a similar manner to industrial sources of pollution, and must obtain permits in order
to discharge pollutants into U.S. waters, under rules issued in the mid-1970s.
Environmental groups brought a suit in response to a lack of implementation that
culminated in a judicial consent decree in 1992, requiring final regulations to be
issued by December 15, 2002. On December 15, 2000, EPA under the Clinton
Administration had proposed a set of rules. EPA held eight public meetings across
the country to gather public comment on that proposal. The Bush Administration met
the court deadline by signing the final rule on December 16, 2002 (and publishing it
in the February 12, 2003, Federal Register).14
Under the final rule, all CAFOs must apply for a permit by December 2006,
from the state agency administering an authorized National Pollutant Discharge
Elimination System permit program in 45 states, or directly from EPA in the other
five states. EPA will be giving states considerable implementation flexibility.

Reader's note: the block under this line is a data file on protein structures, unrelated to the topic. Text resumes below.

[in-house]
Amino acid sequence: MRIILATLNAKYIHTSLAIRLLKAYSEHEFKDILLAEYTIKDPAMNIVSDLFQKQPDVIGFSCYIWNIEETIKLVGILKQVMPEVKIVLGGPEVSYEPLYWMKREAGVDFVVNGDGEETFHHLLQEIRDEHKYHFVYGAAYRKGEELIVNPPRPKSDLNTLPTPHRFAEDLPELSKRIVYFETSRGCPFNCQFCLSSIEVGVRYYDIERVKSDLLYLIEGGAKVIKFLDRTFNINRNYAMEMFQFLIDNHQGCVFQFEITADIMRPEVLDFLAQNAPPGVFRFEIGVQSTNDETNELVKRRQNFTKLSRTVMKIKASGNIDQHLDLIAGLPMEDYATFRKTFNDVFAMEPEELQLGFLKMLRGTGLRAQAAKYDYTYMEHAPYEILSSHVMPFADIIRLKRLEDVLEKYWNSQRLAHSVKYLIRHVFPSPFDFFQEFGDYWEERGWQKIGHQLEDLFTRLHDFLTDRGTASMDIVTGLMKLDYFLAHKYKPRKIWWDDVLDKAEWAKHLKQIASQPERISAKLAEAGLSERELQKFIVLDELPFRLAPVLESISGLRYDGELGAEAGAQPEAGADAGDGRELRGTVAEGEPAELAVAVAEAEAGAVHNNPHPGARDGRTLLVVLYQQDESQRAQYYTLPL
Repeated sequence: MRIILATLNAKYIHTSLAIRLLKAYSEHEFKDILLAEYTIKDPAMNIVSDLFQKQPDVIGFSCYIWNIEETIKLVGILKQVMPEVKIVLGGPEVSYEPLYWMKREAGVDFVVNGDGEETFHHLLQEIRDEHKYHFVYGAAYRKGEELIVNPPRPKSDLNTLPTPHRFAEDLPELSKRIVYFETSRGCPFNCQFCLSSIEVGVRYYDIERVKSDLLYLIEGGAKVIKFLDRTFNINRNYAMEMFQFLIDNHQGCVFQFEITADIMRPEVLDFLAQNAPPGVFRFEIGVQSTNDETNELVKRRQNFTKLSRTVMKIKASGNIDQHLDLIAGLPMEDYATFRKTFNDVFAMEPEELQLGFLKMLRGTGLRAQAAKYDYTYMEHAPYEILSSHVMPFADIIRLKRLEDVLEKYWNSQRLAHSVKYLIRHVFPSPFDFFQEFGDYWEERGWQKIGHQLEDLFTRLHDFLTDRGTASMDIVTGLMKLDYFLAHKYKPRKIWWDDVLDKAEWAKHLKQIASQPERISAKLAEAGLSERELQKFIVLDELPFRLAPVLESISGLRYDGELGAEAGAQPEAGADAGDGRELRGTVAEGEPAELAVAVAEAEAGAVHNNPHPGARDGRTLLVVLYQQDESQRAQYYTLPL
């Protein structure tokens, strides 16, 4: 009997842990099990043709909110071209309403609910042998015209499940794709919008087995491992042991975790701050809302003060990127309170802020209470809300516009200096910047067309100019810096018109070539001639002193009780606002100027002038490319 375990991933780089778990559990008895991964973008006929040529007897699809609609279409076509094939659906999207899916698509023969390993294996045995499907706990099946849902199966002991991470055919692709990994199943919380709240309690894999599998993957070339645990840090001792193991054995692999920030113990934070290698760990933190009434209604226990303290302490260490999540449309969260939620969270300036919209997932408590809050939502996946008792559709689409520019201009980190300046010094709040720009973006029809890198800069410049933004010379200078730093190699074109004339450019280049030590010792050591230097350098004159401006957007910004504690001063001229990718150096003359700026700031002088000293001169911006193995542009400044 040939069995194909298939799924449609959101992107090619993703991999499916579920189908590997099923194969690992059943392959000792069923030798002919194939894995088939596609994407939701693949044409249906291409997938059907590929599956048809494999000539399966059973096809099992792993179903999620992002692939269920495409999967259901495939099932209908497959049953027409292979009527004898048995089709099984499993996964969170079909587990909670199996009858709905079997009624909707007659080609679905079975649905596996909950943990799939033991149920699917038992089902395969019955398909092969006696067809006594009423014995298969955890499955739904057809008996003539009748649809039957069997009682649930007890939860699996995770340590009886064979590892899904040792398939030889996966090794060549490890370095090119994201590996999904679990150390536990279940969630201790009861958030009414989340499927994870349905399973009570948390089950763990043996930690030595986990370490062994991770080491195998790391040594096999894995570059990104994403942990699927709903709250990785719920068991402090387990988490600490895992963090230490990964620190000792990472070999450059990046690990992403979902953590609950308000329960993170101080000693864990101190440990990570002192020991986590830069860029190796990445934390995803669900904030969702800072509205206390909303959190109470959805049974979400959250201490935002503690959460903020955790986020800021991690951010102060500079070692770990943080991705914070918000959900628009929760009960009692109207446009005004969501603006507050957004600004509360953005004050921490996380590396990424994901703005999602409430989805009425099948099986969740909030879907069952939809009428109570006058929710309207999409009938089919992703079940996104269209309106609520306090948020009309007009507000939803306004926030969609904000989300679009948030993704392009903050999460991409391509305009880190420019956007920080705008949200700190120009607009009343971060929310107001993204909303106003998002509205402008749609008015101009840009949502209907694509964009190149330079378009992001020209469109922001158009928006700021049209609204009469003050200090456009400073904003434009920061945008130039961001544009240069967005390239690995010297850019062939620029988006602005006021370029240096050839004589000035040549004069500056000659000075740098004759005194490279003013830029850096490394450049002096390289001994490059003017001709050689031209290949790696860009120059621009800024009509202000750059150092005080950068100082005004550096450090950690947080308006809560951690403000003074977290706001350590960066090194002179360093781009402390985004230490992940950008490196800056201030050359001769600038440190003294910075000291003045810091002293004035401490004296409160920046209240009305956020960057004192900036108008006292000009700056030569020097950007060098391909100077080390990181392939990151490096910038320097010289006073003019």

However, it points out that the permitting requirements will be stricter than under the
old rule, and that the proposed rule will include several new controls on waste
discharges and land applications of waste.15 All CAFOs will be required to develop
and implement nutrient management plans, to carry out best management practices
under those plans, and to submit annual reports. Large CAFOs will have to keep
records for any manure transferred to another party. The rule will eliminate three
exemptions that excused CAFOs from permits under the prior rule if they discharged
only during large storms; if they raised chickens using dry manure handling systems;
or if they were excluded because they did not need to count immature swine and
immature dairy cows for purposes of this program.
EPA estimated that CAFOs produce about 220 billion gallons of manure
annually. EPA had predicted during the rulemaking process that the proposal would
reduce the volume of nitrogen released into the environment by more than 100
million pounds and phosphorous by more than 56 million pounds. In addition, over
2 billion pounds of sediment and nearly 1 million pounds of metals will not be
released, according to the EPA analysis. Compliance costs to CAFO operators were